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What is an elegant way of writing this?

if (lastSelection != null)
{
    lastSelection.changeColor();
}
else
{
    MessageBox.Show("No Selection Made");
    return;
}

changeColor() is a void function and the function that is running the above code is a void function as well.

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Also, anything like this, if there's a chance that lastSelection could change, you should store the current value in a local, or use a null object pattern per my response. Otherwise, you're still risking a null ref exception if lastSelection changes between the 'if' and when you use it. –  kyoryu Mar 14 '10 at 6:36

7 Answers 7

up vote 14 down vote accepted

You can reduce clutter by reversing the condition:

if (lastSelection == null)
{
    MessageBox.Show("No Selection Made");
    return;
}

lastSelection.changeColor();
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Ha! Well, +1 obviously :) –  overslacked Mar 14 '10 at 3:58

Although I personally really dislike having multiple return statements in a function, according to the defensive programming I've seen, you'd trap the error condition and exit, and let anything else through:

if(lastSelection == null)
{
    MessageBox.Show("No Selection Made");
    return;
}

lastSelection.changeColor();

It's hard to say how I'd do this in my own work without seeing the entire function this belongs in.

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:-) Two minds entering the same solution at the same time. Yours has more commentary though. –  Bevan Mar 14 '10 at 3:56

I'd be tempted to make sure that lastSelection was never null, and have it point to an "empty" object in cases where it would be null in the current design. Then, there's no need for a null check. Engineering possible errors out of the system is always good practice.

IOW, I'd ask if the inelegance in the code is how you do the null check, or whether it's the fact that a null check is required at all.

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A "null" check may not be required, but this appears to be UI code, and it might be nice to tell the user "No Selection Made" if no selection has been made. In that case, even using the Null Object Pattern, it would be necessary to check for the null object in order to tell the user. –  John Saunders Mar 14 '10 at 4:26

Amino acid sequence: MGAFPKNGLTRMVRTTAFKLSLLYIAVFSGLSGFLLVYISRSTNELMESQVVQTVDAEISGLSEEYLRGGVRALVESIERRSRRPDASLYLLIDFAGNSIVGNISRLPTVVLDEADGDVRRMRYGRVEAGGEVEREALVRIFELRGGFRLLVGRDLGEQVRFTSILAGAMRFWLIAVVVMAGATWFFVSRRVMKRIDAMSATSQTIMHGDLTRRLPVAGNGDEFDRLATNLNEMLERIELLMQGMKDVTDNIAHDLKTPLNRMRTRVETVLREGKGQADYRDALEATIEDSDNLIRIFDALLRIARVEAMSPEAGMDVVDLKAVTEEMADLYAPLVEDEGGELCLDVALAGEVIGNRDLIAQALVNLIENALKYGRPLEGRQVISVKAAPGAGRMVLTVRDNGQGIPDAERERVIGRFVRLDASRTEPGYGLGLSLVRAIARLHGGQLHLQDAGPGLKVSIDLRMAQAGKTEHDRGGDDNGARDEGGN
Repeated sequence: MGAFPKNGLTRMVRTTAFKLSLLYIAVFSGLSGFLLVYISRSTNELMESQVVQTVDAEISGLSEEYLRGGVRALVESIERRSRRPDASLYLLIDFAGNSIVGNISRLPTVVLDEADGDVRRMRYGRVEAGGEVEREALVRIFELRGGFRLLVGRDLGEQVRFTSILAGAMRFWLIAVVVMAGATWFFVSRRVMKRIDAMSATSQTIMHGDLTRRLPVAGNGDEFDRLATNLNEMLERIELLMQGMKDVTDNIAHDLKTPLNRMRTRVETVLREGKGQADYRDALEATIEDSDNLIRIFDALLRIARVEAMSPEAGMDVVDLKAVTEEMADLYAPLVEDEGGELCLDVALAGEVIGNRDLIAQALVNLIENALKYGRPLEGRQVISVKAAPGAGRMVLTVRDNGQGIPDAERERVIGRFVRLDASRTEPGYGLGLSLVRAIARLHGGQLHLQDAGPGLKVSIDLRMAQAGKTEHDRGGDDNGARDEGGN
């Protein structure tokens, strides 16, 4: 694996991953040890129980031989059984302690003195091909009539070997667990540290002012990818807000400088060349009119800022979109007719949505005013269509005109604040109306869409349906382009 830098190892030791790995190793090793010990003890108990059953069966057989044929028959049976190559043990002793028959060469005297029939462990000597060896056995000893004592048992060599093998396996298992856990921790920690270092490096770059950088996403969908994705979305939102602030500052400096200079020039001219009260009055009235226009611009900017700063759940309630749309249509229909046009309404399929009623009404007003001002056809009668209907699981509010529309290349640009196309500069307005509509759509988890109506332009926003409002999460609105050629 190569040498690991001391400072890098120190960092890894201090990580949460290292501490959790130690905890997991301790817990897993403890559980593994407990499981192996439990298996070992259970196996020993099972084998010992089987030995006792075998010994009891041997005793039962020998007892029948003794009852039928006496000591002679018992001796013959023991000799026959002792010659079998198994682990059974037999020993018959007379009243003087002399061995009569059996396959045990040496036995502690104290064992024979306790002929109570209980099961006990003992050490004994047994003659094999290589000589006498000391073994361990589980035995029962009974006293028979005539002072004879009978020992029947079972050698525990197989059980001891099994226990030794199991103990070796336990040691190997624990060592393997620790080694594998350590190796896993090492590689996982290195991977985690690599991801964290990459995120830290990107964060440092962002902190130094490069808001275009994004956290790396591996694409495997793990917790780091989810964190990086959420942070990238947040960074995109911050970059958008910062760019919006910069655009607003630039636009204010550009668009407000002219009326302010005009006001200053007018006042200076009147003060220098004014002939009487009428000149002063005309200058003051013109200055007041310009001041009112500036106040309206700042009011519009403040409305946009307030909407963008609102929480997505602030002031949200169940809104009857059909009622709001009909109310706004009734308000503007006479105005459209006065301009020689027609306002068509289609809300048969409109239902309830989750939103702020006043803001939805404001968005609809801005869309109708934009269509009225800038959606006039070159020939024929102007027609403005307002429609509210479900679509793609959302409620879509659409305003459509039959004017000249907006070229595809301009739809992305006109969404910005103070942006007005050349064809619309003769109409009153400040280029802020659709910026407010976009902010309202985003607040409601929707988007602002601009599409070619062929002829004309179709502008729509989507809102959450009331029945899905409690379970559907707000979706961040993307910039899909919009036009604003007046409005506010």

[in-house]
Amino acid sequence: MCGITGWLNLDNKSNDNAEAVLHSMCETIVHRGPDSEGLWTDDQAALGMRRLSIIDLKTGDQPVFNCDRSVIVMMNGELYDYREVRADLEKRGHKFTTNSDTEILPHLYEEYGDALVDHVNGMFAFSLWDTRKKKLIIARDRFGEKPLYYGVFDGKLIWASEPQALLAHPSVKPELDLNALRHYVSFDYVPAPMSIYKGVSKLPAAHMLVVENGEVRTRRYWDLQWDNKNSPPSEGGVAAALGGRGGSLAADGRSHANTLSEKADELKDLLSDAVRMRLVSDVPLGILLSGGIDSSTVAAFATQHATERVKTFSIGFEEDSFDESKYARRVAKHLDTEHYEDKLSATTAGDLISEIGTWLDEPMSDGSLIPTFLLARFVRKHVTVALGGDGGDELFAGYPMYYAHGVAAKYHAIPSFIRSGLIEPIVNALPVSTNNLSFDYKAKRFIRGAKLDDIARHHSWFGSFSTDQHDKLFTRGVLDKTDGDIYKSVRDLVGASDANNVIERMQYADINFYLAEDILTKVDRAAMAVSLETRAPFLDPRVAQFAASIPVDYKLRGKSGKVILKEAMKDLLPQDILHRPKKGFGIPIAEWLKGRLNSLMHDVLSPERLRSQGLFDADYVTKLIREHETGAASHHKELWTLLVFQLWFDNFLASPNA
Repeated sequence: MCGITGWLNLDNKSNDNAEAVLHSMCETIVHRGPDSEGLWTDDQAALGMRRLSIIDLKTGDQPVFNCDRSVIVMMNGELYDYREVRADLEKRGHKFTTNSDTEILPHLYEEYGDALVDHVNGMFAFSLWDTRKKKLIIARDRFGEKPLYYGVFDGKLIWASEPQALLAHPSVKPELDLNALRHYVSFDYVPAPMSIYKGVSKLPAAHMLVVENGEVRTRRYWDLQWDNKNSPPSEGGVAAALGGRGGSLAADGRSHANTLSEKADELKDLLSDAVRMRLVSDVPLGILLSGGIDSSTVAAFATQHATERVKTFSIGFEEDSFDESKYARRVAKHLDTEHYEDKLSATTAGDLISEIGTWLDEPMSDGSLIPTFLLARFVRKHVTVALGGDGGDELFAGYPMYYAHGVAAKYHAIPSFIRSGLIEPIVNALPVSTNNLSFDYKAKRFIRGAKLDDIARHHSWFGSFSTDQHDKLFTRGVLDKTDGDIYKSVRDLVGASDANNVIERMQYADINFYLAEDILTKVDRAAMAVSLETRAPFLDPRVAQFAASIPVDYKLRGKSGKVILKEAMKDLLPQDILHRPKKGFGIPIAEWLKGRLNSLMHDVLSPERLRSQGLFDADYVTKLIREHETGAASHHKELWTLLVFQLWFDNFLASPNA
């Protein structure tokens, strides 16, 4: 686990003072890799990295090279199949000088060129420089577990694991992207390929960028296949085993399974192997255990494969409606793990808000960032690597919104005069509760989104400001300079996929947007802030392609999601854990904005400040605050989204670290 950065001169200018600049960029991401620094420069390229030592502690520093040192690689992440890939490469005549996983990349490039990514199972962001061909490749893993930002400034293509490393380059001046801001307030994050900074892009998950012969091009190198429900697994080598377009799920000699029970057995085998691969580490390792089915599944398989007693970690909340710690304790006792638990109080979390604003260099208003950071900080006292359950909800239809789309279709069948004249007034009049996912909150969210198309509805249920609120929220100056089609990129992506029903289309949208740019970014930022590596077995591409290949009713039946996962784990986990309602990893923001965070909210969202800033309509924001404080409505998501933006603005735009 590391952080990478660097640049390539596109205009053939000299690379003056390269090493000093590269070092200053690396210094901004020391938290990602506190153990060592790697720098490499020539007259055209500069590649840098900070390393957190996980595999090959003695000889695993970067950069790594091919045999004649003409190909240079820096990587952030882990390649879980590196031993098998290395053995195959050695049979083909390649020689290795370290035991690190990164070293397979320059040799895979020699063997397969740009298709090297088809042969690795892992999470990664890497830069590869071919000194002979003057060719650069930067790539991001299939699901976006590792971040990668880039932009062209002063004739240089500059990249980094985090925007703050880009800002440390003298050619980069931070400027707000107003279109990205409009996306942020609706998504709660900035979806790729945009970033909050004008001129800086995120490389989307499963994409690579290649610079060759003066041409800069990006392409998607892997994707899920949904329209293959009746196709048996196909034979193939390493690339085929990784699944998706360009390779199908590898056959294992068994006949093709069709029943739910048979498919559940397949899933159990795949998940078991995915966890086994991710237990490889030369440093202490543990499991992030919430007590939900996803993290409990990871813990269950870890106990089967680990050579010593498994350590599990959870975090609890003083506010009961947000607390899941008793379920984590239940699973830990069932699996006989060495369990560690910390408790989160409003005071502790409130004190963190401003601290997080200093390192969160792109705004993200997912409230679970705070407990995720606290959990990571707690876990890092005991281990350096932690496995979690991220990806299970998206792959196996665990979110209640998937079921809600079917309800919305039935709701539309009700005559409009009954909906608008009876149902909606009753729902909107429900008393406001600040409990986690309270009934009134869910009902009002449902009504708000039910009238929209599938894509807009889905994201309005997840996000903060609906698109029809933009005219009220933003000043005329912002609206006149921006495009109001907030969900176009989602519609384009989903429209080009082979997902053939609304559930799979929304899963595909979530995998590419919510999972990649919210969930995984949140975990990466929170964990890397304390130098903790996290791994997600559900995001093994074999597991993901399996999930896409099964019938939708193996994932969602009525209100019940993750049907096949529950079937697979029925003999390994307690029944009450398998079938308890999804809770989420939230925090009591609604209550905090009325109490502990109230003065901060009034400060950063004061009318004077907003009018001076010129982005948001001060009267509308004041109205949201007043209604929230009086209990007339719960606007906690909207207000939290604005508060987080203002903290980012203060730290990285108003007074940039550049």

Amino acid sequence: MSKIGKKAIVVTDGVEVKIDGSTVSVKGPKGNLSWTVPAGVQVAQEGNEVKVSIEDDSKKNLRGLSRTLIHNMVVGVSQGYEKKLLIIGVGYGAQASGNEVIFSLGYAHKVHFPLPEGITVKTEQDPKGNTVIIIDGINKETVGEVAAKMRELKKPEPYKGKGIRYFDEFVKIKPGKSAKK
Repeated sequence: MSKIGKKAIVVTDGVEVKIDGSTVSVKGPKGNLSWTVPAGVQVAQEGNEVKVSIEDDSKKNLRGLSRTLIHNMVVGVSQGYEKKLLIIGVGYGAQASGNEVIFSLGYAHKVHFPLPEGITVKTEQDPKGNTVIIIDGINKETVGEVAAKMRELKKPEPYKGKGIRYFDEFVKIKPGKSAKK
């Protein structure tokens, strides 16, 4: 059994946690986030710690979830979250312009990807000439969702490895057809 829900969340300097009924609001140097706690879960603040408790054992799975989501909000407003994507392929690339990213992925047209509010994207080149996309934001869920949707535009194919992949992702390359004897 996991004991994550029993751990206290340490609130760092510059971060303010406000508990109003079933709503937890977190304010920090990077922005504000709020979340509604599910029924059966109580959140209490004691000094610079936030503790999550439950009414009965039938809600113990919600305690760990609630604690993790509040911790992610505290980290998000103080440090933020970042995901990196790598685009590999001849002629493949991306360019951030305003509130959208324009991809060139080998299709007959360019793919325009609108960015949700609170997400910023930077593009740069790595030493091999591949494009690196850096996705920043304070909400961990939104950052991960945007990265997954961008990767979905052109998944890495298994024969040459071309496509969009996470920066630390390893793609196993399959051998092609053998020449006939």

2  
@John Saunders: And then I'd ask why the option to change color even existed if it was not a viable action - in that case, I'd prefer to block the action by disabling the control/whatever before it even got to this code. Alternately, the null object could trigger the message box to appear, directly or indirectly (ex: via an event on the object hooked up to the code in the UI that displays the box, to keep the null object unaware of the UI details). –  kyoryu Mar 14 '10 at 4:44
    
@John Saunders: (BTW, it may be that there isn't a viable option to avoid the null check - but I'd certainly try to see if there was one). –  kyoryu Mar 14 '10 at 4:46
    
@kyoryu: I don't understand. This may be a form used to do data entry for a new object. A new object might not have a default color, so the user has to select one. I suppose you could disable the "OK" button until a valid color was selected, but then how do you tell the user why the button is disabled? –  John Saunders Mar 14 '10 at 4:51
    
@John Saunders: Given the fact that the object was called 'lastSelection', I kind of assumed it was more interactive. Without knowing the details more fully, it's really hard to say - we're both speculating here. And, as I've said, it may not be possible to avoid the null. My point is just that I would tend to prefer that solution, and try to achieve it if possible. I would also tend to design UI in such a way that invalid actions cannot be performed. These are obviously not achievable in all cases. –  kyoryu Mar 14 '10 at 5:22